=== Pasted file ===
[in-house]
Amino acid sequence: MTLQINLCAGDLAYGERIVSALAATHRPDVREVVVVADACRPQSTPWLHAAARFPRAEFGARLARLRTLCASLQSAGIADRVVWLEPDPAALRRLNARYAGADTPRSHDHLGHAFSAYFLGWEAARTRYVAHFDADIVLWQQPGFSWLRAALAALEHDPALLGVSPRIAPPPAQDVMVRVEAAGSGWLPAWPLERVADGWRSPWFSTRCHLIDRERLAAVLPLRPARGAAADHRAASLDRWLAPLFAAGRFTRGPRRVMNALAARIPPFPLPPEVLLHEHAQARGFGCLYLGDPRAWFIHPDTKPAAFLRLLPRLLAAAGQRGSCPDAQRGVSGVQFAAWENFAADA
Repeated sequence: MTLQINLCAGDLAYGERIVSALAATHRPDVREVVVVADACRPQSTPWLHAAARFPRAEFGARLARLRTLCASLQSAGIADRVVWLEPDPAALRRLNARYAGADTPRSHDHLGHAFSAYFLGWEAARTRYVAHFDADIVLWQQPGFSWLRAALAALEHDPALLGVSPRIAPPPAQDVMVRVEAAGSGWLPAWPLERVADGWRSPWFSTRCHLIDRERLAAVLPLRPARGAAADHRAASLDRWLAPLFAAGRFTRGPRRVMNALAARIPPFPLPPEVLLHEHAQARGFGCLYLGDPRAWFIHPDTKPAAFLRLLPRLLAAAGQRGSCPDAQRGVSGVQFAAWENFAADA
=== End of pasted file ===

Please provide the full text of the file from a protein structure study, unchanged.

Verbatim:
[in-house]
Amino acid sequence: MTLQINLCAGDLAYGERIVSALAATHRPDVREVVVVADACRPQSTPWLHAAARFPRAEFGARLARLRTLCASLQSAGIADRVVWLEPDPAALRRLNARYAGADTPRSHDHLGHAFSAYFLGWEAARTRYVAHFDADIVLWQQPGFSWLRAALAALEHDPALLGVSPRIAPPPAQDVMVRVEAAGSGWLPAWPLERVADGWRSPWFSTRCHLIDRERLAAVLPLRPARGAAADHRAASLDRWLAPLFAAGRFTRGPRRVMNALAARIPPFPLPPEVLLHEHAQARGFGCLYLGDPRAWFIHPDTKPAAFLRLLPRLLAAAGQRGSCPDAQRGVSGVQFAAWENFAADA
Repeated sequence: MTLQINLCAGDLAYGERIVSALAATHRPDVREVVVVADACRPQSTPWLHAAARFPRAEFGARLARLRTLCASLQSAGIADRVVWLEPDPAALRRLNARYAGADTPRSHDHLGHAFSAYFLGWEAARTRYVAHFDADIVLWQQPGFSWLRAALAALEHDPALLGVSPRIAPPPAQDVMVRVEAAGSGWLPAWPLERVADGWRSPWFSTRCHLIDRERLAAVLPLRPARGAAADHRAASLDRWLAPLFAAGRFTRGPRRVMNALAARIPPFPLPPEVLLHEHAQARGFGCLYLGDPRAWFIHPDTKPAAFLRLLPRLLAAAGQRGSCPDAQRGVSGVQFAAWENFAADA